The communication of confidential information does not by itself create
a fiduciary relationship. Walton v. Morgan Stanley & Co.,
623 F.2d 796, 798-799 (2d Cir. 1985). Nor does the signing of a
confidentiality agreement necessarily create a fiduciary relationship.
Litton Industries, Inc. v. Lehman Bros. Kuhn Loeb Inc.,
767 F. Supp. 1220, 1231 (S.D.N.Y. 1991) ("the existence of a fiduciary duty is
not coterminous with a contractual obligation. Rather, the proper `focus
is on whether a noncontractual duty was violated; a duty imposed on
individuals as a matter of social policy, as opposed to those imposed
consensually as a matter of contractual agreement.'") (citing
Records, Inc. v. Capitol Records. Inc., 137 A.D.2d 50, 55
(N.Y.A.D. 1988)), rev'd on other grounds, 967 F.2d 742 (2d Cir.
1992). As some courts have stated "it makes great sense not to impose
fiduciary duties concomitantly with confidentiality agreements. The
existence of a detailed confidentiality agreement suggests arm's-length
dealings between co-equals." City Solutions. Inc. v. Clear Channel
Communications, Inc., 201 F. Supp.2d 1048, 1049 (N.D.Cal. 2002).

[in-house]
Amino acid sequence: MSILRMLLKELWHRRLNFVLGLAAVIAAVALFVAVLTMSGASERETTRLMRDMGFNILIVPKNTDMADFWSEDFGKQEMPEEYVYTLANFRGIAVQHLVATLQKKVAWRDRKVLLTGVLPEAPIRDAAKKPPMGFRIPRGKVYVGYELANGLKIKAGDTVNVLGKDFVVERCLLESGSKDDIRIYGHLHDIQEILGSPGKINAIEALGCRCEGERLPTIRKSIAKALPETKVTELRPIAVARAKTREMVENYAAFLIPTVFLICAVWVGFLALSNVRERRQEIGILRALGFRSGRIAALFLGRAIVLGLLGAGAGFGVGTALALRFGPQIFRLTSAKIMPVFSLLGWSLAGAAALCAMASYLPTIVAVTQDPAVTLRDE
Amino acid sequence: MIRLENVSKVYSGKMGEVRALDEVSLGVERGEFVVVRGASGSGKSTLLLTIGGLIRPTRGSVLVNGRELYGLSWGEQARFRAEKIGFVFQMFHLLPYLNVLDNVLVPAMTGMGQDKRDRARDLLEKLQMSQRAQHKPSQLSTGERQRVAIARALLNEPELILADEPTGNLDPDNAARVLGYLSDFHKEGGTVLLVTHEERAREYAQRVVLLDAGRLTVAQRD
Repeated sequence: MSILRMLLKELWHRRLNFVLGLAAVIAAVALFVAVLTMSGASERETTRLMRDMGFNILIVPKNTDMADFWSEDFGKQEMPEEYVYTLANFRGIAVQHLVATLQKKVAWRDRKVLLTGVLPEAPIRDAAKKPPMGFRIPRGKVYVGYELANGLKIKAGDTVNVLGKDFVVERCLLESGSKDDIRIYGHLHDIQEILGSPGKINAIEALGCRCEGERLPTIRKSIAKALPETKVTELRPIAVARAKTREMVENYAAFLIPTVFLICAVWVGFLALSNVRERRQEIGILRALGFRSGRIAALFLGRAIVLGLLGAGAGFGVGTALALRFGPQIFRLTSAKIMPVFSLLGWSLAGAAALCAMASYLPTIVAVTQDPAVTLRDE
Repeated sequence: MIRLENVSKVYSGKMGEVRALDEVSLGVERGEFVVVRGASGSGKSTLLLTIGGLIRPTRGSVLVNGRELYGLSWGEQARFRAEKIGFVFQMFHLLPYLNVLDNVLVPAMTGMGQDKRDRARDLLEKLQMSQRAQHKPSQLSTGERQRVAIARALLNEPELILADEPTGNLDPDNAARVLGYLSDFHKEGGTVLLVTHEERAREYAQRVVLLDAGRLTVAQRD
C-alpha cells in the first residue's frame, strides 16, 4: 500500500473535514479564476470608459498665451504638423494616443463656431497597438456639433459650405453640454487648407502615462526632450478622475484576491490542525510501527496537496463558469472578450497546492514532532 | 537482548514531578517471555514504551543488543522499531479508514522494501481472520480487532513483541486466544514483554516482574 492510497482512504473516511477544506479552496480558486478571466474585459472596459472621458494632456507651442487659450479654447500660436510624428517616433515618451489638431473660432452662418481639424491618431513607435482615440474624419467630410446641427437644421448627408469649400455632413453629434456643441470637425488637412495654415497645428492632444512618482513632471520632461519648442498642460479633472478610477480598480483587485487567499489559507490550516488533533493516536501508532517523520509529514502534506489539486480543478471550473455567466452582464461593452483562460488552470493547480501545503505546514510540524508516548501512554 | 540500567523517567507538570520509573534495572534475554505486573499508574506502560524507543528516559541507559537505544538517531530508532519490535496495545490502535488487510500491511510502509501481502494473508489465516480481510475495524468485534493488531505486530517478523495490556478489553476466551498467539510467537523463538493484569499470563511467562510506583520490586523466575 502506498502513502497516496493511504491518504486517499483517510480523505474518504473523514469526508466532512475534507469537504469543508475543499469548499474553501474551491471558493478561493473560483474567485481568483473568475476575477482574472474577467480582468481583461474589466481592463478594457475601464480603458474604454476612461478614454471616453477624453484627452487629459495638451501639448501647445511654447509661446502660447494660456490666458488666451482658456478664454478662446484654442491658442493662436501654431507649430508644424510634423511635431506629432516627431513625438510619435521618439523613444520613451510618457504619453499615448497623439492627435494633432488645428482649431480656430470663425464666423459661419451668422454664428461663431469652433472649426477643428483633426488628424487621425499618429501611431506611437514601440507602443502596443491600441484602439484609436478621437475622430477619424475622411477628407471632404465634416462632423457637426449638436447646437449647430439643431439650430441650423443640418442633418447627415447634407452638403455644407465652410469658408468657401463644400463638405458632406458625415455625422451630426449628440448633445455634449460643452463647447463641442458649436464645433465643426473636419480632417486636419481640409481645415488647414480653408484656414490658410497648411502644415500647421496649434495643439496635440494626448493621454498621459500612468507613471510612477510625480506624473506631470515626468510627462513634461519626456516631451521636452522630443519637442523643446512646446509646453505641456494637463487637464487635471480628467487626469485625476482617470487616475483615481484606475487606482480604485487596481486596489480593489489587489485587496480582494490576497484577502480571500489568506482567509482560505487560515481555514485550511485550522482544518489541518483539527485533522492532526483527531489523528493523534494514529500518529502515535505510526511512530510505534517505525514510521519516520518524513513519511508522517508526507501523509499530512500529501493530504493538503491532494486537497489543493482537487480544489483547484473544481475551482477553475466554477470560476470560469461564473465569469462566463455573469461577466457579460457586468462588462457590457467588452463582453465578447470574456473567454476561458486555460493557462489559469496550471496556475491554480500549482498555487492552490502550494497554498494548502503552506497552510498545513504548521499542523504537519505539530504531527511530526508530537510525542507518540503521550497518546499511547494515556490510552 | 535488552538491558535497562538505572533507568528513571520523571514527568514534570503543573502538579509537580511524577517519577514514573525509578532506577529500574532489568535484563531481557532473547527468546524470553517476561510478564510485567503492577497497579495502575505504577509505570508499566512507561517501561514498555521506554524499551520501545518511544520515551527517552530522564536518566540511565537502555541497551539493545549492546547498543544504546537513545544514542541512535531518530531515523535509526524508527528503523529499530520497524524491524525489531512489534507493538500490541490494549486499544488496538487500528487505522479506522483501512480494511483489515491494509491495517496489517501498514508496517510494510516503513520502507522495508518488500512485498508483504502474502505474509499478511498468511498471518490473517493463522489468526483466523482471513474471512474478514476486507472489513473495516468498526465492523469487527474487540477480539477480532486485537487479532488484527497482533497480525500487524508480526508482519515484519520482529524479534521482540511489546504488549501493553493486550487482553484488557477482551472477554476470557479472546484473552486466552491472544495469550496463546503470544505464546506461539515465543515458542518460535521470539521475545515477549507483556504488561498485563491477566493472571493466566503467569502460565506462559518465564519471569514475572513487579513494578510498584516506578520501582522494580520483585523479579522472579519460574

The purpose of the confidentiality and standstill agreement in the
instant case was to permit the disclosure of specific information that
would allow the parties to explore a possible business opportunity. The
agreement specifically states that "[n]othing herein shall obligate the
Company to retain WhiteRaven, and the terms and conditions of this letter
agreement shall be binding on the parties hereto whether or not the
Company retains WhiteRaven or enters into any agreement with WhiteRaven."
The agreement thus did not contemplate a fiduciary relationship. And none
was created between the parties thereafter.
Because no fiduciary duty existed between the parties, there could also
be no tortious interference with their fiduciary relations. Count three
is therefore dismissed as well.
Under New York law, to prevail on a claim of tortious interference with
prospective business relations, a plaintiff must demonstrate that "the
defendant interfered with business relations existing between a plaintiff
and a third party, either with the purpose of harming the plaintiff or by
means that are dishonest, unfair, or improper." Volvo North America
Corp. v. Men's Intern. Professional Tennis Council 857 F.2d 55, 74
(2d Cir. 1988). While tortious interference does not require that
contractual relations existed between Nolan and McNeil XXVII, PPX
Enters, v. Audiofidelity Enters., 818 F.2d 266, 270 (2d Cir. 1987),
Nolan will be required to show that "a continuing business or other
customary relationship not amounting to a formal contract" existed.
SATCOM Intern. Group PLC v. ORBCOMM Intern. Partners. L.P.,
2000 WL 729110, *21 (S.D.N.Y. 2000). While this claim may be hard to
sustain, it should not be dismissed at the pleading stage.
The motion to dismiss is granted as to counts two and three. Counts one
and four are deemed properly pleaded for the purposes of the